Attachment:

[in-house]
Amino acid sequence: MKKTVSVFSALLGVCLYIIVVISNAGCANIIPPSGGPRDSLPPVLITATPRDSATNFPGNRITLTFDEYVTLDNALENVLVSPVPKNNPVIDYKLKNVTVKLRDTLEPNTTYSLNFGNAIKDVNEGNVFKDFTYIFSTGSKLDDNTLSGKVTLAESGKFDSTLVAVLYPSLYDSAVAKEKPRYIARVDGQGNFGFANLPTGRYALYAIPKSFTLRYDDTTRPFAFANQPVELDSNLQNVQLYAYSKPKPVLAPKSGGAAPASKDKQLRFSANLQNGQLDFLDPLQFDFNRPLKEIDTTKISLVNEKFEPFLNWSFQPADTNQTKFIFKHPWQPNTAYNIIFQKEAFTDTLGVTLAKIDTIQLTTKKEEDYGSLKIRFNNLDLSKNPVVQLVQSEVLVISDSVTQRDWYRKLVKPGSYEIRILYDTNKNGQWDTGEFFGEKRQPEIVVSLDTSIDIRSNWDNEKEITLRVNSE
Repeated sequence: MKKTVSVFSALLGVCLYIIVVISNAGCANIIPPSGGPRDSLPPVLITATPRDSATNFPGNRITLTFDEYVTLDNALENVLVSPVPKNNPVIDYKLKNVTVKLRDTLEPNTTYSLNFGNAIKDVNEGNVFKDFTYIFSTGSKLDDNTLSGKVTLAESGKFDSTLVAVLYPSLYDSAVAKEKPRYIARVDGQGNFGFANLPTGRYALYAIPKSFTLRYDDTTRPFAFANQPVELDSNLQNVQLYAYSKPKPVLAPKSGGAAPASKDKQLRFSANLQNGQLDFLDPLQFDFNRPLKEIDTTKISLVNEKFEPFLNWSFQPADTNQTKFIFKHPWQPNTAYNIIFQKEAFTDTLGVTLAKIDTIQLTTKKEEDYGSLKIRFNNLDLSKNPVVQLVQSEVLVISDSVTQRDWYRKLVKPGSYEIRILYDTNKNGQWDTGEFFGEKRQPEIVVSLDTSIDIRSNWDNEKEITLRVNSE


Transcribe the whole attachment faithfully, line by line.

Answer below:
[in-house]
Amino acid sequence: MKKTVSVFSALLGVCLYIIVVISNAGCANIIPPSGGPRDSLPPVLITATPRDSATNFPGNRITLTFDEYVTLDNALENVLVSPVPKNNPVIDYKLKNVTVKLRDTLEPNTTYSLNFGNAIKDVNEGNVFKDFTYIFSTGSKLDDNTLSGKVTLAESGKFDSTLVAVLYPSLYDSAVAKEKPRYIARVDGQGNFGFANLPTGRYALYAIPKSFTLRYDDTTRPFAFANQPVELDSNLQNVQLYAYSKPKPVLAPKSGGAAPASKDKQLRFSANLQNGQLDFLDPLQFDFNRPLKEIDTTKISLVNEKFEPFLNWSFQPADTNQTKFIFKHPWQPNTAYNIIFQKEAFTDTLGVTLAKIDTIQLTTKKEEDYGSLKIRFNNLDLSKNPVVQLVQSEVLVISDSVTQRDWYRKLVKPGSYEIRILYDTNKNGQWDTGEFFGEKRQPEIVVSLDTSIDIRSNWDNEKEITLRVNSE
Repeated sequence: MKKTVSVFSALLGVCLYIIVVISNAGCANIIPPSGGPRDSLPPVLITATPRDSATNFPGNRITLTFDEYVTLDNALENVLVSPVPKNNPVIDYKLKNVTVKLRDTLEPNTTYSLNFGNAIKDVNEGNVFKDFTYIFSTGSKLDDNTLSGKVTLAESGKFDSTLVAVLYPSLYDSAVAKEKPRYIARVDGQGNFGFANLPTGRYALYAIPKSFTLRYDDTTRPFAFANQPVELDSNLQNVQLYAYSKPKPVLAPKSGGAAPASKDKQLRFSANLQNGQLDFLDPLQFDFNRPLKEIDTTKISLVNEKFEPFLNWSFQPADTNQTKFIFKHPWQPNTAYNIIFQKEAFTDTLGVTLAKIDTIQLTTKKEEDYGSLKIRFNNLDLSKNPVVQLVQSEVLVISDSVTQRDWYRKLVKPGSYEIRILYDTNKNGQWDTGEFFGEKRQPEIVVSLDTSIDIRSNWDNEKEITLRVNSE